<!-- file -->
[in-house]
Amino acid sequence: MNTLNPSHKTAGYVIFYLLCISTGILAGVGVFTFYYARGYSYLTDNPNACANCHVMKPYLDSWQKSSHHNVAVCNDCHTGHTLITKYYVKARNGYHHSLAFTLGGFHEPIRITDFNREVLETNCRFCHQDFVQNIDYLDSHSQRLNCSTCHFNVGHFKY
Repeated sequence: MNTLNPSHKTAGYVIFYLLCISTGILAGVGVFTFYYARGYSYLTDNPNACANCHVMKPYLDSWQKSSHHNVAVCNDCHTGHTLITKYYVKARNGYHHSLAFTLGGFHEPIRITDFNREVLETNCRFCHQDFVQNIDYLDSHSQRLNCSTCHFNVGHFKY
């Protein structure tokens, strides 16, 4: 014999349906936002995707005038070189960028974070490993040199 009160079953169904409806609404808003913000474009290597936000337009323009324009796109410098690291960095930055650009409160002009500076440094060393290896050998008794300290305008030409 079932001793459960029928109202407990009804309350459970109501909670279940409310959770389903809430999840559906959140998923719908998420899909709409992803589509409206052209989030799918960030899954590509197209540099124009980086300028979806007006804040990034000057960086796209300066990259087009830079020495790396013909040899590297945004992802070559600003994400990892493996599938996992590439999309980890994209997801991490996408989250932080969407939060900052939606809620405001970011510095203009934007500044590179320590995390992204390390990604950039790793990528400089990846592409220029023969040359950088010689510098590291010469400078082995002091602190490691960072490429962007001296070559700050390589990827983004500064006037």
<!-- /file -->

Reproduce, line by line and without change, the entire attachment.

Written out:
[in-house]
Amino acid sequence: MNTLNPSHKTAGYVIFYLLCISTGILAGVGVFTFYYARGYSYLTDNPNACANCHVMKPYLDSWQKSSHHNVAVCNDCHTGHTLITKYYVKARNGYHHSLAFTLGGFHEPIRITDFNREVLETNCRFCHQDFVQNIDYLDSHSQRLNCSTCHFNVGHFKY
Repeated sequence: MNTLNPSHKTAGYVIFYLLCISTGILAGVGVFTFYYARGYSYLTDNPNACANCHVMKPYLDSWQKSSHHNVAVCNDCHTGHTLITKYYVKARNGYHHSLAFTLGGFHEPIRITDFNREVLETNCRFCHQDFVQNIDYLDSHSQRLNCSTCHFNVGHFKY
């Protein structure tokens, strides 16, 4: 014999349906936002995707005038070189960028974070490993040199 009160079953169904409806609404808003913000474009290597936000337009323009324009796109410098690291960095930055650009409160002009500076440094060393290896050998008794300290305008030409 079932001793459960029928109202407990009804309350459970109501909670279940409310959770389903809430999840559906959140998923719908998420899909709409992803589509409206052209989030799918960030899954590509197209540099124009980086300028979806007006804040990034000057960086796209300066990259087009830079020495790396013909040899590297945004992802070559600003994400990892493996599938996992590439999309980890994209997801991490996408989250932080969407939060900052939606809620405001970011510095203009934007500044590179320590995390992204390390990604950039790793990528400089990846592409220029023969040359950088010689510098590291010469400078082995002091602190490691960072490429962007001296070559700050390589990827983004500064006037």